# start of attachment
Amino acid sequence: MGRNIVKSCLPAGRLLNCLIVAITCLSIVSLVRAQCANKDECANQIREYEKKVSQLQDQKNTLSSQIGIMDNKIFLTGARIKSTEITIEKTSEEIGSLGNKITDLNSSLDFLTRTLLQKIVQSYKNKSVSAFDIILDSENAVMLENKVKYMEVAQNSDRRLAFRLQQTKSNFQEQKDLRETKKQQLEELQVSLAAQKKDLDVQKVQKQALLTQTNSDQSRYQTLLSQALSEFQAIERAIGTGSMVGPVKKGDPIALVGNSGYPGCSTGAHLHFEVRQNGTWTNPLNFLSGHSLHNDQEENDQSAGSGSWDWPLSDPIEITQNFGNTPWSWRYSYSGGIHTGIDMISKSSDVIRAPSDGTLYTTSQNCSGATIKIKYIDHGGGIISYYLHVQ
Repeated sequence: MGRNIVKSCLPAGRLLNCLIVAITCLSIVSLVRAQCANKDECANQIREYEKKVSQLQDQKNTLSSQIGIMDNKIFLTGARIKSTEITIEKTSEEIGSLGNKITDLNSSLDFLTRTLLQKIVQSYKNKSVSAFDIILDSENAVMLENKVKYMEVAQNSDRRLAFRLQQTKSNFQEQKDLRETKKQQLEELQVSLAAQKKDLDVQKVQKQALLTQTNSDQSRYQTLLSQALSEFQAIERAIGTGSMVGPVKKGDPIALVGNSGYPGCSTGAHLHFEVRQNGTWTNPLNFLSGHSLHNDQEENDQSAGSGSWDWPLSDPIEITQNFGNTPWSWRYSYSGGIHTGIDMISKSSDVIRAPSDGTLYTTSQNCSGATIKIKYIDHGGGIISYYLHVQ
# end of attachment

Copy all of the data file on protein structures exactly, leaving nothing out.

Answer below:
Amino acid sequence: MGRNIVKSCLPAGRLLNCLIVAITCLSIVSLVRAQCANKDECANQIREYEKKVSQLQDQKNTLSSQIGIMDNKIFLTGARIKSTEITIEKTSEEIGSLGNKITDLNSSLDFLTRTLLQKIVQSYKNKSVSAFDIILDSENAVMLENKVKYMEVAQNSDRRLAFRLQQTKSNFQEQKDLRETKKQQLEELQVSLAAQKKDLDVQKVQKQALLTQTNSDQSRYQTLLSQALSEFQAIERAIGTGSMVGPVKKGDPIALVGNSGYPGCSTGAHLHFEVRQNGTWTNPLNFLSGHSLHNDQEENDQSAGSGSWDWPLSDPIEITQNFGNTPWSWRYSYSGGIHTGIDMISKSSDVIRAPSDGTLYTTSQNCSGATIKIKYIDHGGGIISYYLHVQ
Repeated sequence: MGRNIVKSCLPAGRLLNCLIVAITCLSIVSLVRAQCANKDECANQIREYEKKVSQLQDQKNTLSSQIGIMDNKIFLTGARIKSTEITIEKTSEEIGSLGNKITDLNSSLDFLTRTLLQKIVQSYKNKSVSAFDIILDSENAVMLENKVKYMEVAQNSDRRLAFRLQQTKSNFQEQKDLRETKKQQLEELQVSLAAQKKDLDVQKVQKQALLTQTNSDQSRYQTLLSQALSEFQAIERAIGTGSMVGPVKKGDPIALVGNSGYPGCSTGAHLHFEVRQNGTWTNPLNFLSGHSLHNDQEENDQSAGSGSWDWPLSDPIEITQNFGNTPWSWRYSYSGGIHTGIDMISKSSDVIRAPSDGTLYTTSQNCSGATIKIKYIDHGGGIISYYLHVQ